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Optimal reward harvesting in complex perceptual environments

Navalpakkam, Vidhya and Koch, Christof and Rangel, Antonio and Perona, Pietro (2010) Optimal reward harvesting in complex perceptual environments. Proceedings of the National Academy of Sciences of the United States of America, 107 (11). pp. 5232-5237. ISSN 0027-8424. PMCID PMC2841865.

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The ability to choose rapidly among multiple targets embedded in a complex perceptual environment is key to survival. Targets may differ in their reward value as well as in their low-level perceptual properties (e.g., visual saliency). Previous studies investigated separately the impact of either value or saliency on choice; thus, it is not known how the brain combines these two variables during decision making. We addressed this question with three experiments in which human subjects attempted to maximize their monetary earnings by rapidly choosing items from a brief display. Each display contained several worthless items (distractors) as well as two targets, whose value and saliency were varied systematically. We compared the behavioral data with the predictions of three computational models assuming that (i) subjects seek the most valuable item in the display, (ii) subjects seek the most easily detectable item, and (iii) subjects behave as an ideal Bayesian observer who combines both factors to maximize the expected reward within each trial. Regardless of the type of motor response used to express the choices, we find that decisions are influenced by both value and feature-contrast in a way that is consistent with the ideal Bayesian observer, even when the targets’ feature-contrast is varied unpredictably between trials. This suggests that individuals are able to harvest rewards optimally and dynamically under time pressure while seeking multiple targets embedded in perceptual clutter.

Item Type:Article
Related URLs:
URLURL TypeDescription Information CentralArticle
Koch, Christof0000-0001-6482-8067
Perona, Pietro0000-0002-7583-5809
Additional Information:© 2010 National Academy of Sciences. Edited by Anne Treisman, Princeton University, Princeton, NJ, and approved January 22, 2010 (received for review October 16, 2009). PNAS first published March 1, 2010. We thank Mike Landy, the two anonymous reviewers, and the editor for their valuable comments on the manuscript. This work was supported by grants from the National Geospatial-Intelligence Agency, the Office of Naval Research, the National Science Foundation, and the National Institutes of Health. The funding agencies had no role in study design, data collection and analysis, decision to publish, or preparation of the manuscript. Author contributions: V.N., C.K., A.R., and P.P. designed research; V.N. performed research; V.N., A.R., and P.P. contributed new reagents/analytic tools; V.N. analyzed data; and V.N., C.K., A.R., and P.P. wrote the paper. The authors declare no conflict of interest. This article is a PNAS Direct Submission. This article contains supporting information online at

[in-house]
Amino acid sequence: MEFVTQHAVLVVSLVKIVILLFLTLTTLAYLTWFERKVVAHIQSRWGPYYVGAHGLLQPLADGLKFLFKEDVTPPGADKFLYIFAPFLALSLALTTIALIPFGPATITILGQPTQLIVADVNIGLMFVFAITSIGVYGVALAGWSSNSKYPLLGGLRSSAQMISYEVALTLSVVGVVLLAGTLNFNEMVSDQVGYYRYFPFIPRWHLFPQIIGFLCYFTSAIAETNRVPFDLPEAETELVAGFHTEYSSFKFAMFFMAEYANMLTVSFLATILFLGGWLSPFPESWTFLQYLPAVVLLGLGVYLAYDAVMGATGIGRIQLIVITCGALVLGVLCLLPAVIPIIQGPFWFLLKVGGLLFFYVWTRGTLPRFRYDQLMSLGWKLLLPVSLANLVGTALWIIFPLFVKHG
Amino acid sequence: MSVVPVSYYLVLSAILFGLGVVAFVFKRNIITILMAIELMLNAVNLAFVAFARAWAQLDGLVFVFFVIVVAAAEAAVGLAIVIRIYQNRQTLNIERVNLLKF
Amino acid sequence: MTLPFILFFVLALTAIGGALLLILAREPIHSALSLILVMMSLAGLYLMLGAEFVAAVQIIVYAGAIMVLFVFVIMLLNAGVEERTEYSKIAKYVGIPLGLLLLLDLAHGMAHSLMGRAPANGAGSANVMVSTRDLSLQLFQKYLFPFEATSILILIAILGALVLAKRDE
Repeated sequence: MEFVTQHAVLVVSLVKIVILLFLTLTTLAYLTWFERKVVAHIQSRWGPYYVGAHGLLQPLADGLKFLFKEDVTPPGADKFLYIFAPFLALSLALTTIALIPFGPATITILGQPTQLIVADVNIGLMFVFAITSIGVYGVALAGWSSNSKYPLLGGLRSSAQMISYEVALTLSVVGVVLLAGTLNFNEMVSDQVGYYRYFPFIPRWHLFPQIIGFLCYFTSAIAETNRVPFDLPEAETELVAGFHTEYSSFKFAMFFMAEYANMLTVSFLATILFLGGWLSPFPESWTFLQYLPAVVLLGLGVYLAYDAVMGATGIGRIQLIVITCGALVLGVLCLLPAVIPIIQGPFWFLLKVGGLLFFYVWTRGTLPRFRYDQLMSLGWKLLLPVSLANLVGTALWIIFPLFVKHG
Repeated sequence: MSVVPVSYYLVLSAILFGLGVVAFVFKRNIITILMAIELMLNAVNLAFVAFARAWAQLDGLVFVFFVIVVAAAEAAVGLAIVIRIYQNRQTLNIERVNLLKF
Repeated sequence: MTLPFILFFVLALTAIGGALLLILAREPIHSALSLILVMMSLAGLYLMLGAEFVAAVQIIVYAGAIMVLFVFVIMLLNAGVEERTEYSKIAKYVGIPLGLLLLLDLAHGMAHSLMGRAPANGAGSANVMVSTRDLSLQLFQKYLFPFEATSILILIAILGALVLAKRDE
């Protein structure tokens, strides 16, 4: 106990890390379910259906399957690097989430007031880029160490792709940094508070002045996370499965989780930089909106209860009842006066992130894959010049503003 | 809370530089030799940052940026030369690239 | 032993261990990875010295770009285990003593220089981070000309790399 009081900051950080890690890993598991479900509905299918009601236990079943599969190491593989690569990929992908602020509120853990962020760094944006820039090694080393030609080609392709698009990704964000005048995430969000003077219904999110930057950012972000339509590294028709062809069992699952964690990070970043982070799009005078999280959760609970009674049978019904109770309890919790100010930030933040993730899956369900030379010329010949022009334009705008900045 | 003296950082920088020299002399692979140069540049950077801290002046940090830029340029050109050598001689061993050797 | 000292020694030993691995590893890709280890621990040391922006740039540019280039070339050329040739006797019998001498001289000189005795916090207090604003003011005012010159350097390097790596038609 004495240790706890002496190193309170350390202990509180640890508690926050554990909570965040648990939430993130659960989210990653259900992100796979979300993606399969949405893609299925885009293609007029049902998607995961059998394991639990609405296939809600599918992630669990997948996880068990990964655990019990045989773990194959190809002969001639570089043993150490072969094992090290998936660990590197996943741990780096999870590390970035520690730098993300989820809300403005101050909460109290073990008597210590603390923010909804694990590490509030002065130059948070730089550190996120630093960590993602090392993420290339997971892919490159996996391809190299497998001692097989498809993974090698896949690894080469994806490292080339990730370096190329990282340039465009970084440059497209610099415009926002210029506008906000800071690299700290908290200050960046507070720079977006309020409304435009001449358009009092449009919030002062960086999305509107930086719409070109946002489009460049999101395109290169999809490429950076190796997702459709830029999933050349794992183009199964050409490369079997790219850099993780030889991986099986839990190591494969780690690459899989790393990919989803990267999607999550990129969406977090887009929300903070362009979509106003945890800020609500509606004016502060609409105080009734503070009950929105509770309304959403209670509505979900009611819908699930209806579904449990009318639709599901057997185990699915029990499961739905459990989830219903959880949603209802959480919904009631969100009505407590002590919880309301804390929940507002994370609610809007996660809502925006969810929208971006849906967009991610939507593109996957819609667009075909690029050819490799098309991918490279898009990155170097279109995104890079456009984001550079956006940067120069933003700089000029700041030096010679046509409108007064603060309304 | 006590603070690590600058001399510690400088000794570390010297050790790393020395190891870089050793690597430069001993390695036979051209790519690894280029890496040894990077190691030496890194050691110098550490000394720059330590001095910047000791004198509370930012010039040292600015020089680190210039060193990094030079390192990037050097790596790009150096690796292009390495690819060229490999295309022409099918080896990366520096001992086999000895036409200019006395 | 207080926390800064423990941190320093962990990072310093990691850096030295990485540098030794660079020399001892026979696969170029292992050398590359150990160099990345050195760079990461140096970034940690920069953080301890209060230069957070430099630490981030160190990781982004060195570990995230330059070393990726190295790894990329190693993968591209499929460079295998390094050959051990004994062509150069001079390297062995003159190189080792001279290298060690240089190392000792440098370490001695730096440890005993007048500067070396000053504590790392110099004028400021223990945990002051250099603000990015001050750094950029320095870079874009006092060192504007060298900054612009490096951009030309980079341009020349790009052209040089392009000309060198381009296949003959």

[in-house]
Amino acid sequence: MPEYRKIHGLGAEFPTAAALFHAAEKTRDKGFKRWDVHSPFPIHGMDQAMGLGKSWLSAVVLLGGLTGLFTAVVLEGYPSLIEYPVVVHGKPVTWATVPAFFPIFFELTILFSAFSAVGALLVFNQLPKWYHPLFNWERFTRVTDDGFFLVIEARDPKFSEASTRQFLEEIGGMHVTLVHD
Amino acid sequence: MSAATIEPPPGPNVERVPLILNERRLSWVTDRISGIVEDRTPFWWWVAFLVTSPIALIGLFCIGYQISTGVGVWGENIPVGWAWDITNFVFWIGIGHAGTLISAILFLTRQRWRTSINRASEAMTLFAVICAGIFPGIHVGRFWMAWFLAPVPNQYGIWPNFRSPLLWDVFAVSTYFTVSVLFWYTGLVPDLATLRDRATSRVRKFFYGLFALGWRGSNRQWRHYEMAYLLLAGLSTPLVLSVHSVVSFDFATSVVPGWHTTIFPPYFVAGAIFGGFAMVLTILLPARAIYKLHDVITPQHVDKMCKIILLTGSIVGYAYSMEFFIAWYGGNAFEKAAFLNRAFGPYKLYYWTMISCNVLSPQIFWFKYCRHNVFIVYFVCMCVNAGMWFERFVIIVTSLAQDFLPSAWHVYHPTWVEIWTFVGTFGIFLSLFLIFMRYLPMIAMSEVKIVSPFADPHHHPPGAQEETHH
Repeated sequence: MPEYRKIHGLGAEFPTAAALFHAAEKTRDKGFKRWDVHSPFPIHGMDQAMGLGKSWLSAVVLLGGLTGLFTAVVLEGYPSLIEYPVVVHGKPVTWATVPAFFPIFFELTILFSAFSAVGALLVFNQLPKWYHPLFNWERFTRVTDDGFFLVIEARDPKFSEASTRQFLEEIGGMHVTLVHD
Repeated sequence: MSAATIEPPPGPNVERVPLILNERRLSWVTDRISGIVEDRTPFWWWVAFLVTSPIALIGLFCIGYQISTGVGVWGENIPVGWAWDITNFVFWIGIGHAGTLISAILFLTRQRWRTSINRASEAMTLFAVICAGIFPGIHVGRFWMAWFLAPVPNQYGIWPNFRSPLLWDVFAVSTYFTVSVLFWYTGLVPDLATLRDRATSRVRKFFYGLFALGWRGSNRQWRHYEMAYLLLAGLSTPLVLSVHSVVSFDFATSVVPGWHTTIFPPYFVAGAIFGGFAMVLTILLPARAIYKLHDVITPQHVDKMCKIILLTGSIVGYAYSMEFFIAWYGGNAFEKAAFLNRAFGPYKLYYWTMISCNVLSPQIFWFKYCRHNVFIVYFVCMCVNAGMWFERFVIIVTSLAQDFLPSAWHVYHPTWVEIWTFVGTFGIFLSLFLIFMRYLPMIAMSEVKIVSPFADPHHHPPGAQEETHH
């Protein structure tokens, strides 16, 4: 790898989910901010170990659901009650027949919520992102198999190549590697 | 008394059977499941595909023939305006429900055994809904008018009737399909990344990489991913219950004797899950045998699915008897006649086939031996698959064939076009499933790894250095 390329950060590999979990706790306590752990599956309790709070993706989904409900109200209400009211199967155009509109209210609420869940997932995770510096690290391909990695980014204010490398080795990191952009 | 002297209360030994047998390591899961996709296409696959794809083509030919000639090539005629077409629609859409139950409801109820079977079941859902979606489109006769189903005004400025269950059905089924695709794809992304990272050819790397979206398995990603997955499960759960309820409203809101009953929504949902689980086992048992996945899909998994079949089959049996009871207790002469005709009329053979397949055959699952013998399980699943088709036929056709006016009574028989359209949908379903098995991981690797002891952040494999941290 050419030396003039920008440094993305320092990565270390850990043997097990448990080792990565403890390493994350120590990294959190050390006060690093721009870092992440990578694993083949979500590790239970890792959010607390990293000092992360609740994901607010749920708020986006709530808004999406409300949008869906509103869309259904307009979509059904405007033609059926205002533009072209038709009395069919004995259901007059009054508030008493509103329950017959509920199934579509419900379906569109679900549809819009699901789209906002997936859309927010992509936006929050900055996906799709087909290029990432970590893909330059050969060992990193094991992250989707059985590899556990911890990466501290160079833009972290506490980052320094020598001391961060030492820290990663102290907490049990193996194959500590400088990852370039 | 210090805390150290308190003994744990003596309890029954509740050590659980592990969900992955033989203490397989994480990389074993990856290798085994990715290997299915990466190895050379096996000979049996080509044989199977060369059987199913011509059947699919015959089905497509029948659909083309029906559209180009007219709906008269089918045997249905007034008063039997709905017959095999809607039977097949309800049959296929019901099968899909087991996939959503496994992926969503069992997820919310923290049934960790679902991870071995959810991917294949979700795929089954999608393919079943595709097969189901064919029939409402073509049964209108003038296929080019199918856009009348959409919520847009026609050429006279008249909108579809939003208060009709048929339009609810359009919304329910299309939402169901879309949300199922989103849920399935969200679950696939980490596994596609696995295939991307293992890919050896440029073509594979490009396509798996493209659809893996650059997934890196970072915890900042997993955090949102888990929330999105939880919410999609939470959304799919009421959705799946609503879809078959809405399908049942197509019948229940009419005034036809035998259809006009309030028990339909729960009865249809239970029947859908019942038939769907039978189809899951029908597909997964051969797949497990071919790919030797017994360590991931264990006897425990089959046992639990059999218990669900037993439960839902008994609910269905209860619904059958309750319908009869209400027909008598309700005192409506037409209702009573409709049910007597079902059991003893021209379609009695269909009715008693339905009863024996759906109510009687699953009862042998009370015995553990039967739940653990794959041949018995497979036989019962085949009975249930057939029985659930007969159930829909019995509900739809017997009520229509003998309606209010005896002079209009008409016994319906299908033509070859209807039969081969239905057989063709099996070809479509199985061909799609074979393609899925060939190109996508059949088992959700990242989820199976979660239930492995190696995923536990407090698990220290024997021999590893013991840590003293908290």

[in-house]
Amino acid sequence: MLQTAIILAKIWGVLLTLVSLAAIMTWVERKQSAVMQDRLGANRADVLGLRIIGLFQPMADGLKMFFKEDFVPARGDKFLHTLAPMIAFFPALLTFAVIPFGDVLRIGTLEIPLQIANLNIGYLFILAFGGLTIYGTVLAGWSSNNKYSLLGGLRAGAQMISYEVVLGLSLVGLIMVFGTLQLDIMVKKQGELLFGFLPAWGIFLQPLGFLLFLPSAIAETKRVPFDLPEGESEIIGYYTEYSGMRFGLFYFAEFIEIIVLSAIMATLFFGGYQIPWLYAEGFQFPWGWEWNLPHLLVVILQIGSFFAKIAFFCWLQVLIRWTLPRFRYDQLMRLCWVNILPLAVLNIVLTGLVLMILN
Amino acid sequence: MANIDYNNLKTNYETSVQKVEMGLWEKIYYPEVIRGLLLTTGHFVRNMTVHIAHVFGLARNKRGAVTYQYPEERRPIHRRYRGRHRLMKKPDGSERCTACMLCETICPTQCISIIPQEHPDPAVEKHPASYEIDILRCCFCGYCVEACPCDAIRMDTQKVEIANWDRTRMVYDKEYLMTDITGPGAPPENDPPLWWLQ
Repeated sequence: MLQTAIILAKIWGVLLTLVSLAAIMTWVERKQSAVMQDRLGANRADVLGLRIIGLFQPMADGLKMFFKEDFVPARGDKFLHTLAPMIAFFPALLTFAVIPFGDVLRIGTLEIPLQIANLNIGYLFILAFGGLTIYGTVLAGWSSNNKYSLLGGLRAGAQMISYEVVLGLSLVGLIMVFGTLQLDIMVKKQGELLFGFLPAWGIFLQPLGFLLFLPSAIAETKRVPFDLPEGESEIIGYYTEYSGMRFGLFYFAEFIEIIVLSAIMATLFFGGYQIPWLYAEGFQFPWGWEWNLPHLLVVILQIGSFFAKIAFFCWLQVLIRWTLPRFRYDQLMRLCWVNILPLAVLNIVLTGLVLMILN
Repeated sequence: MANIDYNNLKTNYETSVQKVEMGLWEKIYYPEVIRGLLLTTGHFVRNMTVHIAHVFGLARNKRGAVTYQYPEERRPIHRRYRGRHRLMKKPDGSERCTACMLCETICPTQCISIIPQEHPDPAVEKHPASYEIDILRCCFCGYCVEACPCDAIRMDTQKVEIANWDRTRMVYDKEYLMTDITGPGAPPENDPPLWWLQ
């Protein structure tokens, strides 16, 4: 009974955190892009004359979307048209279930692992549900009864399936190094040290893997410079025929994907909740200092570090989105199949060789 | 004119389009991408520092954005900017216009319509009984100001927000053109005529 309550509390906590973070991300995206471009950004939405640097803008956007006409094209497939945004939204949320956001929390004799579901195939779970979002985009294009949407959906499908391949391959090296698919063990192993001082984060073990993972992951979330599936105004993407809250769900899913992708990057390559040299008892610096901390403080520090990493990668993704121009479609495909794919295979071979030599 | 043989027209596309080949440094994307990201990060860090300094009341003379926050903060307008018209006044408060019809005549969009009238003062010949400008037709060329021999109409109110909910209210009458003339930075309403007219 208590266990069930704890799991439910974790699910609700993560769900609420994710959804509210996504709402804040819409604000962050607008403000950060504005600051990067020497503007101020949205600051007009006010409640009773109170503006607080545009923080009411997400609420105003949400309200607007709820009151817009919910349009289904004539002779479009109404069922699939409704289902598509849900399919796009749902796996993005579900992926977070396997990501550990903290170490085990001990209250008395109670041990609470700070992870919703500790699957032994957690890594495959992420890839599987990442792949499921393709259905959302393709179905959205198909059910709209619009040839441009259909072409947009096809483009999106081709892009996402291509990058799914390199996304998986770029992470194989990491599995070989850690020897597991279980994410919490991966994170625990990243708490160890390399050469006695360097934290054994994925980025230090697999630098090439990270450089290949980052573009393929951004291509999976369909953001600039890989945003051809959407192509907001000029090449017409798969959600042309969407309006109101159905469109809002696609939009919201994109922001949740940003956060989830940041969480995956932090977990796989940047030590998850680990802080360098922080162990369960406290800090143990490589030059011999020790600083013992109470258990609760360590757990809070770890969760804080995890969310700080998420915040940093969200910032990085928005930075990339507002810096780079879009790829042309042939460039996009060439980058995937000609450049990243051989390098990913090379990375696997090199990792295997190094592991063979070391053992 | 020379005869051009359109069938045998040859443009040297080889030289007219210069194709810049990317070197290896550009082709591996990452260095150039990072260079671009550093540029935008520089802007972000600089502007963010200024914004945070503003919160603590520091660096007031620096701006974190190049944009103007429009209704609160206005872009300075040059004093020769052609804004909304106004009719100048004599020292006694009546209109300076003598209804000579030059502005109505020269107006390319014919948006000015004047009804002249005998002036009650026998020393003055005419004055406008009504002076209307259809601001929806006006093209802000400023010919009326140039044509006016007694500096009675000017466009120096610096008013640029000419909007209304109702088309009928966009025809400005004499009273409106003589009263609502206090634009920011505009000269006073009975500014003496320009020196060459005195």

Group:Koch Laboratory (KLAB)
Funding AgencyGrant Number
National Geospatial-Intelligence AgencyUNSPECIFIED
Office of Naval Research (ONR)UNSPECIFIED
Subject Keywords:decision making; reward; visual saliency; search; multiple targets
Issue or Number:11
PubMed Central ID:PMC2841865
Record Number:CaltechAUTHORS:20200331-085711260
Persistent URL:
Official Citation:Optimal reward harvesting in complex perceptual environments. Vidhya Navalpakkam, Christof Koch, Antonio Rangel, Pietro Perona. Proceedings of the National Academy of Sciences Mar 2010, 200911972; DOI: 10.1073/pnas.0911972107
Usage Policy:No commercial reproduction, distribution, display or performance rights in this work are provided.
ID Code:102191
Deposited By: Tony Diaz
Deposited On:31 Mar 2020 16:08
Last Modified:31 Mar 2020 16:08

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